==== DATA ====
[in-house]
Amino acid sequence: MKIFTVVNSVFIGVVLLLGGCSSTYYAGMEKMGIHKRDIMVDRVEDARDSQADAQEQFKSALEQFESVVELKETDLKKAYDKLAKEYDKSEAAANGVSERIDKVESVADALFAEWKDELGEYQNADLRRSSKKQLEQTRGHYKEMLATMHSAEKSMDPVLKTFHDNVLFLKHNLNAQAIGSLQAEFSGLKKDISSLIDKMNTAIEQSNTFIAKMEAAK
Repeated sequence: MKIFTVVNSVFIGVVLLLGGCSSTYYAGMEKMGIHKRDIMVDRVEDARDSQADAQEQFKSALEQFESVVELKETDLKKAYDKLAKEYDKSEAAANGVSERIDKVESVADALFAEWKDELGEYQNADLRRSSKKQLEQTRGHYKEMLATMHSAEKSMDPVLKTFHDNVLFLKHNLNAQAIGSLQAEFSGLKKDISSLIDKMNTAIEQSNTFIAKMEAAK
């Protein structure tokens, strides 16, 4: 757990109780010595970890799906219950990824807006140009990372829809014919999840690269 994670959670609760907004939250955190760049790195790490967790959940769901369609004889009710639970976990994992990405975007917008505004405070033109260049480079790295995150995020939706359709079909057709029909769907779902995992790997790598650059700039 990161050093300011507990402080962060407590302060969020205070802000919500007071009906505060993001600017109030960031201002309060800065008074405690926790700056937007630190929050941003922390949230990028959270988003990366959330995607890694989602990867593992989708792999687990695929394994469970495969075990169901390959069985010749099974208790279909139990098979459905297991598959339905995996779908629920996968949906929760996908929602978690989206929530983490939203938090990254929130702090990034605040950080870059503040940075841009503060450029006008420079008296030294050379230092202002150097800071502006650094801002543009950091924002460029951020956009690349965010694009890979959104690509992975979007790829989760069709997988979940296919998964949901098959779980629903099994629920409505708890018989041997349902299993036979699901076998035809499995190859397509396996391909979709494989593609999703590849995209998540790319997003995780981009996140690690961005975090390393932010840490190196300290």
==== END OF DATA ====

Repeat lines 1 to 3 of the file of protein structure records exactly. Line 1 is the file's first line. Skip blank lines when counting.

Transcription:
[in-house]
Amino acid sequence: MKIFTVVNSVFIGVVLLLGGCSSTYYAGMEKMGIHKRDIMVDRVEDARDSQADAQEQFKSALEQFESVVELKETDLKKAYDKLAKEYDKSEAAANGVSERIDKVESVADALFAEWKDELGEYQNADLRRSSKKQLEQTRGHYKEMLATMHSAEKSMDPVLKTFHDNVLFLKHNLNAQAIGSLQAEFSGLKKDISSLIDKMNTAIEQSNTFIAKMEAAK
Repeated sequence: MKIFTVVNSVFIGVVLLLGGCSSTYYAGMEKMGIHKRDIMVDRVEDARDSQADAQEQFKSALEQFESVVELKETDLKKAYDKLAKEYDKSEAAANGVSERIDKVESVADALFAEWKDELGEYQNADLRRSSKKQLEQTRGHYKEMLATMHSAEKSMDPVLKTFHDNVLFLKHNLNAQAIGSLQAEFSGLKKDISSLIDKMNTAIEQSNTFIAKMEAAK